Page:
Why Redeem Your Ground? Your Kids.
Okay…I’ll admit it…it’s been a tough couple of days. A few things that I had hoped would come together didn’t…and a few things I didn’t want to happen did. Launching a new business, particularly in an industry you didn’t build your 20+ year career on, is challenging to say the least…frustrating at times, and sometimes pretty lonely. It’s just been one of those weeks. Fortunately I do have a very healthy dose of passion and a strong call to do this Redeem Your Ground thing…and that certainly has helped keep some wind in my sails.
But what really helped me turn the corner today was thinking about all the kids…mine, my friends’, and my clients’…who have been able to get outside more and simply be kids after we’ve done a bit of ground redeeming at home. There’s really nothing more rewarding to me than to see a pile of muddy boots at the back door, or finding a pile of sticks and rocks arranged in some random pattern after a day of collecting and exploring, or hearing the back door open and shut as the kids run back and forth to bring more and more “supplies” or fruit they have “foraged” outside to some encampment they’ve built…or getting a text from a client thanking me for the new view from their kitchen window where they can watch their kids running through the sprinklers or digging in the dirt. That’s life. That’s good. That makes it all so worth it!
Unfortunately there is so much competing with all this good honest outdoor play these days: our shrunken margins; all our attempts to organize the heck out of kids’ multiple activities…leaving us and them with no unstructured time to rest, recoup, think, consider; and not to mention all the screens and devices and games that are so overstimulating…with very little to show for it at the end of the day. Okay…I know…I’ve jumped up on my high soap-box! Sorry…um…not really. (Did I say I have a healthy dose of passion behind all of this?!)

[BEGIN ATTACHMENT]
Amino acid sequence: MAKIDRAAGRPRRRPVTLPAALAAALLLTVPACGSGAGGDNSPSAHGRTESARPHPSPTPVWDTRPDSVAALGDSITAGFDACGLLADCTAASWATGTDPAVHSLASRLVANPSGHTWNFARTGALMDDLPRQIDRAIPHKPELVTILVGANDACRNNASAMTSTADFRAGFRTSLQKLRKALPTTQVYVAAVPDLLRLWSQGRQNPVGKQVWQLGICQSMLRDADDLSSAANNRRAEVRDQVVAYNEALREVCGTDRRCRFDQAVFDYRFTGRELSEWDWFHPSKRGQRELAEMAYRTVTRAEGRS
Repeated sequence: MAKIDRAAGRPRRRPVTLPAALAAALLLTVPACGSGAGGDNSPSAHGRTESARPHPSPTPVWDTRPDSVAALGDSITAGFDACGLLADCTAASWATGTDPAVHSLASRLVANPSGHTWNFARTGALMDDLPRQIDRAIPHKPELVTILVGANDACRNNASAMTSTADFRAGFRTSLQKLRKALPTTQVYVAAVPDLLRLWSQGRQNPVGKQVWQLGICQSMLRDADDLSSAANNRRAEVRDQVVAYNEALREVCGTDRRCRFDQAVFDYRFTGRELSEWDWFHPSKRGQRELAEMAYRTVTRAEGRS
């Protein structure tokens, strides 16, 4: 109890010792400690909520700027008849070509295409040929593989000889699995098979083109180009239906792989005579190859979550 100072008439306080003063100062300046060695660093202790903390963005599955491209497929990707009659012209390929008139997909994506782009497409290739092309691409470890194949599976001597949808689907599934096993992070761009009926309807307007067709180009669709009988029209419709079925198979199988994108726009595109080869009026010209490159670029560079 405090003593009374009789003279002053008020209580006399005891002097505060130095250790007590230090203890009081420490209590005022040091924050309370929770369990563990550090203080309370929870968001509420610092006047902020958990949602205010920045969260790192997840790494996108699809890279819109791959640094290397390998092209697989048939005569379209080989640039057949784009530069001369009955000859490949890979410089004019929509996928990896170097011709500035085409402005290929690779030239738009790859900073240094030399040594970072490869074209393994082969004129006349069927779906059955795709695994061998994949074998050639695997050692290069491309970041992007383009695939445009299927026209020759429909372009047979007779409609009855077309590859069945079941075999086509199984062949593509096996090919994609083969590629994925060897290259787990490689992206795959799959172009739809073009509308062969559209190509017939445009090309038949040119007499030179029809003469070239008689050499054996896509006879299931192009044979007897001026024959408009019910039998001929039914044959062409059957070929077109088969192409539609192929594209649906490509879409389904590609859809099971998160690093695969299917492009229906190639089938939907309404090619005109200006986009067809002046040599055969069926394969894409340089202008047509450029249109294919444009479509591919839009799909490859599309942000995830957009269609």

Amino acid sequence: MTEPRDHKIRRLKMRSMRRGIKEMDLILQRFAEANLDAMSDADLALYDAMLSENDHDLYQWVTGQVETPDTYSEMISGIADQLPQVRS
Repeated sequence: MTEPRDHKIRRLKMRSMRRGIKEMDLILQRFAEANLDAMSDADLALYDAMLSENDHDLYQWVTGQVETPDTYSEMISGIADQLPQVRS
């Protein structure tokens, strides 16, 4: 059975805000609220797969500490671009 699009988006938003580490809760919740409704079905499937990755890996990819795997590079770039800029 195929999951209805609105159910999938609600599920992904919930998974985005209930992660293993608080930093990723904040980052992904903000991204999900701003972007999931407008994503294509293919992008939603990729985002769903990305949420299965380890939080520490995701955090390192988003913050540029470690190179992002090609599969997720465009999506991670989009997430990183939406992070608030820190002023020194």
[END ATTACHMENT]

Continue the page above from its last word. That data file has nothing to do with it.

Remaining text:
Anyway, I guess you could say that I’m on a bit of a crusade to help kids, their friends, their neighbors and their families get outside and connect in a real-face-to-face-kinda-way…in beautiful, intentional, and very personal spaces. So I’ll continue to do what I can…here on this blog…and with my design efforts – one family at a time…for as long as I can. That’s why I’m trying to redeem some ground.
I hope you’ll join me. Will you?
As further motivation to get you to redeem your ground, I’ll leave you with two things: 1. some pics of a few more of the kids whose families I’ve worked with…who may have a few more bug bites and skinned knees, but are smiling bigger smiles and learning more about themselves and the world around them after our ground redemption efforts; and 2. some quotes & stats that further drive home the importance of all of this (all from a book I posted about earlier, “Last Child in the Woods: Saving our Children from Nature-Deficit Disorder”, by Richard Louv).